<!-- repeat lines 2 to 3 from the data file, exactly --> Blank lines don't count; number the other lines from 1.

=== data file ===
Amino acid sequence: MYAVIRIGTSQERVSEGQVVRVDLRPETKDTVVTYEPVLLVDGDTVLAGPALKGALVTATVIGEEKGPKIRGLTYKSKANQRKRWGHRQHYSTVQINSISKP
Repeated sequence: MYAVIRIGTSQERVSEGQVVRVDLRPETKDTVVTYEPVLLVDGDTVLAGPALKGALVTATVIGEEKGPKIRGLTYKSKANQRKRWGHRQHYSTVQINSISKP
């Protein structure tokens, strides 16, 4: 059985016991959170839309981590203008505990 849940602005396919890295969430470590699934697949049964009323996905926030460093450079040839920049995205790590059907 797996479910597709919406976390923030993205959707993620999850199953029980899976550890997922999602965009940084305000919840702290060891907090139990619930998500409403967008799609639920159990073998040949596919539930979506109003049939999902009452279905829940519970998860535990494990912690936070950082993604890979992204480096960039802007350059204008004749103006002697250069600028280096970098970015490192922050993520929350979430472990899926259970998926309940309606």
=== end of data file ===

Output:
Repeated sequence: MYAVIRIGTSQERVSEGQVVRVDLRPETKDTVVTYEPVLLVDGDTVLAGPALKGALVTATVIGEEKGPKIRGLTYKSKANQRKRWGHRQHYSTVQINSISKP
């Protein structure tokens, strides 16, 4: 059985016991959170839309981590203008505990 849940602005396919890295969430470590699934697949049964009323996905926030460093450079040839920049995205790590059907 797996479910597709919406976390923030993205959707993620999850199953029980899976550890997922999602965009940084305000919840702290060891907090139990619930998500409403967008799609639920159990073998040949596919539930979506109003049939999902009452279905829940519970998860535990494990912690936070950082993604890979992204480096960039802007350059204008004749103006002697250069600028280096970098970015490192922050993520929350979430472990899926259970998926309940309606």